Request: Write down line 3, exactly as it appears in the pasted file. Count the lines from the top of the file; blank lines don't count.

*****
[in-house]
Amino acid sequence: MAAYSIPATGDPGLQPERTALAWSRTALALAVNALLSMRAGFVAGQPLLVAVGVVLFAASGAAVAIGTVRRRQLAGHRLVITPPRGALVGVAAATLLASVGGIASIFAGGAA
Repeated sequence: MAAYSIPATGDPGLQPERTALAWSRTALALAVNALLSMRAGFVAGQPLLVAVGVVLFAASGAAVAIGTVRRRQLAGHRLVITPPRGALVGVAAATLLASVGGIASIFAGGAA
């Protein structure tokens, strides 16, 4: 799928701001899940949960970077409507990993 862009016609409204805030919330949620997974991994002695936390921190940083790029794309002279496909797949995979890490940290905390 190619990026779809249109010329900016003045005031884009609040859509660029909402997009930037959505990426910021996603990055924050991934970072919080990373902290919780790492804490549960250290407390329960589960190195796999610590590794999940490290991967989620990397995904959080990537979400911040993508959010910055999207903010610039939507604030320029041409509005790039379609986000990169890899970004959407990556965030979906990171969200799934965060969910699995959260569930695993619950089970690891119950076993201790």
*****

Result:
Repeated sequence: MAAYSIPATGDPGLQPERTALAWSRTALALAVNALLSMRAGFVAGQPLLVAVGVVLFAASGAAVAIGTVRRRQLAGHRLVITPPRGALVGVAAATLLASVGGIASIFAGGAA